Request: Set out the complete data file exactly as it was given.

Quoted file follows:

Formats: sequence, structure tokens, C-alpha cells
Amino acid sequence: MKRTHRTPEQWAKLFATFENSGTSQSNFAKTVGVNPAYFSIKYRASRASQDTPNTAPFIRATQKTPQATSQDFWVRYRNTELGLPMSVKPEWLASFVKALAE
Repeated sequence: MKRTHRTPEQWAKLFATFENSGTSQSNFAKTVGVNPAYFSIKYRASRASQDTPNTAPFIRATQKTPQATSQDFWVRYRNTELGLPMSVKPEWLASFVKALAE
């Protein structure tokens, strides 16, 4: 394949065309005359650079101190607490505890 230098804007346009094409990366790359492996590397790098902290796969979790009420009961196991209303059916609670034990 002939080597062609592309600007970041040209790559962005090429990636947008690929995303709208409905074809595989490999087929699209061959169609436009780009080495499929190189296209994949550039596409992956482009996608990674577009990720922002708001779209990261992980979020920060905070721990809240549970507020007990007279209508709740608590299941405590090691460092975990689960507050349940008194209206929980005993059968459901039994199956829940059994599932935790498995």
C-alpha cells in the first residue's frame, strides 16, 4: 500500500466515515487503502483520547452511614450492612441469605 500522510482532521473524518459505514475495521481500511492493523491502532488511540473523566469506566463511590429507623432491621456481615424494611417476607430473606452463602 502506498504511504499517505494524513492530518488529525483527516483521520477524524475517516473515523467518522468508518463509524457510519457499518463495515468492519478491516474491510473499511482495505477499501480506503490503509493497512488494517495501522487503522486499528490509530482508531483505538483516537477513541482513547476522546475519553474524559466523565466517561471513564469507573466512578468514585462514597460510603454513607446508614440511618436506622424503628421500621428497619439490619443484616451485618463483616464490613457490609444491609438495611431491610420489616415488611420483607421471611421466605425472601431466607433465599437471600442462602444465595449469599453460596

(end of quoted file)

Formats: sequence, structure tokens, C-alpha cells
Amino acid sequence: MKRTHRTPEQWAKLFATFENSGTSQSNFAKTVGVNPAYFSIKYRASRASQDTPNTAPFIRATQKTPQATSQDFWVRYRNTELGLPMSVKPEWLASFVKALAE
Repeated sequence: MKRTHRTPEQWAKLFATFENSGTSQSNFAKTVGVNPAYFSIKYRASRASQDTPNTAPFIRATQKTPQATSQDFWVRYRNTELGLPMSVKPEWLASFVKALAE
């Protein structure tokens, strides 16, 4: 394949065309005359650079101190607490505890 230098804007346009094409990366790359492996590397790098902290796969979790009420009961196991209303059916609670034990 002939080597062609592309600007970041040209790559962005090429990636947008690929995303709208409905074809595989490999087929699209061959169609436009780009080495499929190189296209994949550039596409992956482009996608990674577009990720922002708001779209990261992980979020920060905070721990809240549970507020007990007279209508709740608590299941405590090691460092975990689960507050349940008194209206929980005993059968459901039994199956829940059994599932935790498995």
C-alpha cells in the first residue's frame, strides 16, 4: 500500500466515515487503502483520547452511614450492612441469605 500522510482532521473524518459505514475495521481500511492493523491502532488511540473523566469506566463511590429507623432491621456481615424494611417476607430473606452463602 502506498504511504499517505494524513492530518488529525483527516483521520477524524475517516473515523467518522468508518463509524457510519457499518463495515468492519478491516474491510473499511482495505477499501480506503490503509493497512488494517495501522487503522486499528490509530482508531483505538483516537477513541482513547476522546475519553474524559466523565466517561471513564469507573466512578468514585462514597460510603454513607446508614440511618436506622424503628421500621428497619439490619443484616451485618463483616464490613457490609444491609438495611431491610420489616415488611420483607421471611421466605425472601431466607433465599437471600442462602444465595449469599453460596